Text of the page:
Autumn weather has been beautiful in WNY– Will we pay for it?

bee on aster
Photo by Connie Oswald Stofko

by Connie Oswald Stofko

Until this week, it felt more like summer than autumn in Western New York.

Last week I was wearing shorts, then yesterday I snuggled into a winter jacket. There was scattered frost overnight last night in Western New York.

But as they say,  if you don’t like the weather in Buffalo, wait 10 minutes. Tomorrow, Wednesday, it should be back into the 70s.

All of this is normal for Western New York, said Judy Levan, Warning Coordination Meteorologist with the National Weather Service in Buffalo.

While many of us may have been marveling at the warm– even hot– weather we had through the beginning of October, those temperatures weren’t record-breaking or even all that unusual, she said.

The frost is right on time, too, Levan said. The Southern Tier usually gets a frost at the beginning of October, and parts of Cattaraugus and Alleghany counties already had experienced some frost before last night. The rest of the region usually gets frost by about Oct. 15, so the rest of us are on schedule, too. Areas closer to Lake Erie can get their first frost even later.

If you haven’t had a killing frost yet, you can protect tender plants such as tomatoes by covering them. See here how to cover plants to protect them from frost. You can also use a milk jug painted black to add warmth under that blanket.

You can also use a grow tunnel to extend the season, or cover herbs with a thick layer of leaves to keep them growing longer. (The leaves haven’t dropped yet, but if you have the space, you might keep a barrel of leaves around all year. You can use leaves in so many ways.)

Will we somehow pay for this lovely weather?

People I’ve talked to have expressed the feeling that we Western New Yorkers will have to pay somehow for the lovely weather we’ve been experiencing, but Levan said that’s not necessarily the case.

Lake Erie is warm; in fact, it’s been setting records for warmth, she said. But don’t panic; the warm lake doesn’t necessarily mean we will get a massive lake-effect storm with lots of snow.

First of all, Lake Erie is relatively shallow.

“It’s a little pond in the greater scheme of things,” Levan said. While the water temperature has been around 68 degrees Fahrenheit, “One good cold outbreak and it should cool down to where it should be, in the lower 60s.”

Second, it takes more than a warm lake to produce a storm like the October Storm of 2006 or the Snowvember Storm of 2014, she said. Winds are a factor, but there are many other factors, too, such as the stability of the atmosphere and even the currents and temperature of the Atlantic Ocean.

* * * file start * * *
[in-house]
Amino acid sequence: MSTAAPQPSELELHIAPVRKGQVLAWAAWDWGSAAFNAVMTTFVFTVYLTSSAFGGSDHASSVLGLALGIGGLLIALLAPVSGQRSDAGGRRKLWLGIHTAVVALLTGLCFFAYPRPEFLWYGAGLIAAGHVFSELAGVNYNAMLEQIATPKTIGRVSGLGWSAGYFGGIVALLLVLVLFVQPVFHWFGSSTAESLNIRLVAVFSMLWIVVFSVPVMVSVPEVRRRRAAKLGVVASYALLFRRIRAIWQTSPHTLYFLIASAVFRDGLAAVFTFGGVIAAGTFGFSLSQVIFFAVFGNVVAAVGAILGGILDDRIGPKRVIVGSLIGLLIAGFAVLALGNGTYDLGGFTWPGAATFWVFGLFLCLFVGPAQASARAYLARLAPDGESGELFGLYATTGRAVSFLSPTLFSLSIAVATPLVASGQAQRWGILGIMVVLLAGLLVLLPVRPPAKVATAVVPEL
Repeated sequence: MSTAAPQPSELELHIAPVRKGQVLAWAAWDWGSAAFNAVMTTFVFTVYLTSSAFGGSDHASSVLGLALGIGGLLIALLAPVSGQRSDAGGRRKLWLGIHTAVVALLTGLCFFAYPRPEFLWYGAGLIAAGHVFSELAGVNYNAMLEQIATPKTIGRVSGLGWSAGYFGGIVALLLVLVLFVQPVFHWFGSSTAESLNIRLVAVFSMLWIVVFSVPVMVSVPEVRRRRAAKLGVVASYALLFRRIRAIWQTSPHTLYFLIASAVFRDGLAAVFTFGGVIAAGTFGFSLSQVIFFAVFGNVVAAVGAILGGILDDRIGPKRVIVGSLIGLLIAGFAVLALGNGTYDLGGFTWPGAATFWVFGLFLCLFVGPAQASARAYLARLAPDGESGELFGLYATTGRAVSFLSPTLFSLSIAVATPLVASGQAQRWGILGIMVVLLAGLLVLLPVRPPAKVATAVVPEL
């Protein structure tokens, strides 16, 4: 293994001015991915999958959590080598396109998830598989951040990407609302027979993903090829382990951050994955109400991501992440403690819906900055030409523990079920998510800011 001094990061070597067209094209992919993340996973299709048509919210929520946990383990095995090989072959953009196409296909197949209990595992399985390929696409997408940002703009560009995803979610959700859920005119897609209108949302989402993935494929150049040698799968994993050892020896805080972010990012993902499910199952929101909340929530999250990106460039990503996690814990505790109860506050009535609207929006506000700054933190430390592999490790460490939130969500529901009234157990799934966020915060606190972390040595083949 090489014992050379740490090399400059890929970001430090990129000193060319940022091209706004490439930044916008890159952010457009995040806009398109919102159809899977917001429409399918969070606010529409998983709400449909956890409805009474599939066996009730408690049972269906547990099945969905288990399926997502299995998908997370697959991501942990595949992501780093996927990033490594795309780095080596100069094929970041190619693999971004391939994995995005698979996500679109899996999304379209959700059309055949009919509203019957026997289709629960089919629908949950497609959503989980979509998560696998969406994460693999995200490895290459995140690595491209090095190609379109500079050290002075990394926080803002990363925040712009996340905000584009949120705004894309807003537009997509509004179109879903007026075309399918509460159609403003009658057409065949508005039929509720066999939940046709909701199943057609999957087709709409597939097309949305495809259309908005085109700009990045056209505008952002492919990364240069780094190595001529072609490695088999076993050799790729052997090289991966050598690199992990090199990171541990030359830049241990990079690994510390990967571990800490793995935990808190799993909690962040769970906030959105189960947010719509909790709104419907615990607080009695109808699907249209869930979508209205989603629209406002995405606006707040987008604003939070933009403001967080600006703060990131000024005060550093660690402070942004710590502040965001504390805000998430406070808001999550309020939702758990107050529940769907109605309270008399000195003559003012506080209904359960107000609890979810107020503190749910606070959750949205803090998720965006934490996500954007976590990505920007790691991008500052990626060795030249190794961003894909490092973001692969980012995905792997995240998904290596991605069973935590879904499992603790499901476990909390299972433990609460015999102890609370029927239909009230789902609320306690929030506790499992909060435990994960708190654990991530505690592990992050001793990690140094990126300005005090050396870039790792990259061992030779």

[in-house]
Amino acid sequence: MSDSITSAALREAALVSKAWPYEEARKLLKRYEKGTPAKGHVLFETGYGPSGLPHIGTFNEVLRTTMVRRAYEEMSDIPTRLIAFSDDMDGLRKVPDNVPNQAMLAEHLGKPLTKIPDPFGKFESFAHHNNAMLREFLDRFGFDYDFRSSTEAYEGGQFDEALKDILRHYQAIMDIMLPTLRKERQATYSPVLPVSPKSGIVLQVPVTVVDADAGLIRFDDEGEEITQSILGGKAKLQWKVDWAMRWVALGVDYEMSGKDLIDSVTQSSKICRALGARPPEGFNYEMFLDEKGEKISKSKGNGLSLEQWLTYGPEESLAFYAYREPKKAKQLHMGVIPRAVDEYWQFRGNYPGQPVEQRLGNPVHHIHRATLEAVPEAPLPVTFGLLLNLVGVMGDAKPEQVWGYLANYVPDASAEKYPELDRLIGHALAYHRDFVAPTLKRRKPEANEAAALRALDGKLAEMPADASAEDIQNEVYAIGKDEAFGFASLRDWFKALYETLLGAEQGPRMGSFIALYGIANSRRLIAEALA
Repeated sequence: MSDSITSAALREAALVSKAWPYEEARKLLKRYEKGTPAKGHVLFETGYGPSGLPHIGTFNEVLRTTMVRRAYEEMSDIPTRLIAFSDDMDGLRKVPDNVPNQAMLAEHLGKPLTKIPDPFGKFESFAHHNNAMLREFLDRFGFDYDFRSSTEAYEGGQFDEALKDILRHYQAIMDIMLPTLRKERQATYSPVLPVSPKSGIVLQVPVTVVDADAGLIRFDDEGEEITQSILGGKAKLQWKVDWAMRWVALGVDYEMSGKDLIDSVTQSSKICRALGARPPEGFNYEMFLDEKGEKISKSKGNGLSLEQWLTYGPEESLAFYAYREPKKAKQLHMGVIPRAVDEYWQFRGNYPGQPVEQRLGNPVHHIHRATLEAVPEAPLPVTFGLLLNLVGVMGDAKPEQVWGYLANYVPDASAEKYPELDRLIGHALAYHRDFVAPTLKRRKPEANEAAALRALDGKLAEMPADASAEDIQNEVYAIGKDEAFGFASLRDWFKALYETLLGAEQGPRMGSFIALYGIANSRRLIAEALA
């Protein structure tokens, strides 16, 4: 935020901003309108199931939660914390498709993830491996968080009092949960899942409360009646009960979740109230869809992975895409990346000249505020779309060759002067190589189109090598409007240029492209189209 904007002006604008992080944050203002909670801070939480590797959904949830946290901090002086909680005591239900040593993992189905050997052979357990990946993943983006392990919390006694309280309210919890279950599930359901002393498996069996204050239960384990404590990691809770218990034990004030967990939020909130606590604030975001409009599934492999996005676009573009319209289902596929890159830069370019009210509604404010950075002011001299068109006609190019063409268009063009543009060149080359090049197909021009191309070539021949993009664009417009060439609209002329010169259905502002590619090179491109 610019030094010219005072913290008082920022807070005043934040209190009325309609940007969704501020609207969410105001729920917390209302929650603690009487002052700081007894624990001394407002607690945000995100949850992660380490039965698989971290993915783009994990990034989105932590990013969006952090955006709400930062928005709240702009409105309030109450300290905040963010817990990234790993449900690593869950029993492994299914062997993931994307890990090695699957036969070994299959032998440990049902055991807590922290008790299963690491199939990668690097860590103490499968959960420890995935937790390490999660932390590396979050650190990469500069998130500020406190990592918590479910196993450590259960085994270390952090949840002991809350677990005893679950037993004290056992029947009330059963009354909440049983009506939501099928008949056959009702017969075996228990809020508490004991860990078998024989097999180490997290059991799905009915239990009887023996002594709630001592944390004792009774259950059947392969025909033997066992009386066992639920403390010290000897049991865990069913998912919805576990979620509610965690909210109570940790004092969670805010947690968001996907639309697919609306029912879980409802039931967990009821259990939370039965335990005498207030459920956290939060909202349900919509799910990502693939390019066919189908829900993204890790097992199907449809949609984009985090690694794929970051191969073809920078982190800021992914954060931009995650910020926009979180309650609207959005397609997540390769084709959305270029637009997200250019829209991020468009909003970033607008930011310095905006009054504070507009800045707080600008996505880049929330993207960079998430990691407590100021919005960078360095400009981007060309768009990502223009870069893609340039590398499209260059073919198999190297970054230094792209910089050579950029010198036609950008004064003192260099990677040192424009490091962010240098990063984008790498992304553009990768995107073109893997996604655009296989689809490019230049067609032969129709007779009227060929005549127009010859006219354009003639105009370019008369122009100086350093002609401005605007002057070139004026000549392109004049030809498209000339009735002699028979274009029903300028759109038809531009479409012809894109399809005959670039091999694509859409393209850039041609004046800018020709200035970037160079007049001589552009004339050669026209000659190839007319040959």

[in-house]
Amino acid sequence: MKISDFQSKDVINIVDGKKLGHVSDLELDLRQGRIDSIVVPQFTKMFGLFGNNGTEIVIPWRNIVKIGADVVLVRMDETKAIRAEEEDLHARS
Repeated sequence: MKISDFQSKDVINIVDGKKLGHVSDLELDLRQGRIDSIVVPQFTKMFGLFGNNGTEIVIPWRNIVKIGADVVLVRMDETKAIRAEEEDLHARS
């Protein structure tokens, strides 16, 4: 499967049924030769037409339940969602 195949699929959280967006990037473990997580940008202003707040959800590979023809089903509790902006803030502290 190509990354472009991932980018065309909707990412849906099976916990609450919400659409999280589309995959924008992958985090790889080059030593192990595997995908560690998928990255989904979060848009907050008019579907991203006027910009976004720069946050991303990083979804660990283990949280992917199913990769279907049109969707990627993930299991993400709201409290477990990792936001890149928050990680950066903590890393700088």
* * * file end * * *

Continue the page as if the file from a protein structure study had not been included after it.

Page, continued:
“It’s very complicated,” Levan said. “All the pieces have to fit just right to get a big storm.”

Sometimes people feel that if we’ve had a very hot summer like this one, we will have a cold winter to make up for it. But Levan said Mother Nature doesn’t work that way. In fact, the three-month outlook projects that temperatures will be slightly above normal. Looking that far out, weather forecasters are looking at climate data and general trends. Since it’s been warm, forecasters project that it will continue to be on the warm side.

Rains are helping to ease our drought

This summer the Niagara Frontier had extreme drought conditions. The Southern Tier got a few thunderstorms that passed by the rest of Western New York, so it was a little better off and was listed as having just severe drought conditions.

To see the start of our drought,  you might look back to last winter, when we had an El Nino. We got less snowfall than normal. That means there was less water from snow melt.

Then precipitation was below normal in the spring: 1 inch below normal in April, 2 inches below normal in May and 2 inches below normal in June. The deficit started to build.

The Buffalo area is an accumulated 7 inches below normal in rainfall, and at the peak of the drought, we were 8 inches below normal, Levan said.

In addition to being dry, our weather was hot. Hot, dry weather breeds more hot, dry weather, she explained.

As the temperatures get warmer, more water evaporates from the soil. Dry soil heats up faster than wet soil would.

That warm soil in turn heats the surrounding air, which in turn dries out the soil even more. That starts a cycle that keeps going.

We’ve all had some rain now in the past few weeks, though that doesn’t end our drought. Our grass is green, but we haven’t replenished the ground water yet.

It took a long time to get into the drought, and it takes awhile to get out of it, too, Levan explained. The good news is that as long as the ground remains unfrozen, the precipitation we get will help to improve our drought conditions. Your plants aren’t taking in as much water, and deciduous trees will be dropping leaves soon and won’t need as much water, so now is a good time to get rain to replenish the ground water, she said.

So far, it looks like precipitation will be about average. That means for October we should get around 3.5 inches of rain with .9 inch of snow; November, 4.1 inches of rain with 7.9 inches of snow, and December, 3.9 inches of rain with 27.4 inches of snow.

“If you remember last December, we had only one inch of snow the whole month,” Levan said. That was an El Nino year, so expect that we will get a more normal amount of snow this year.






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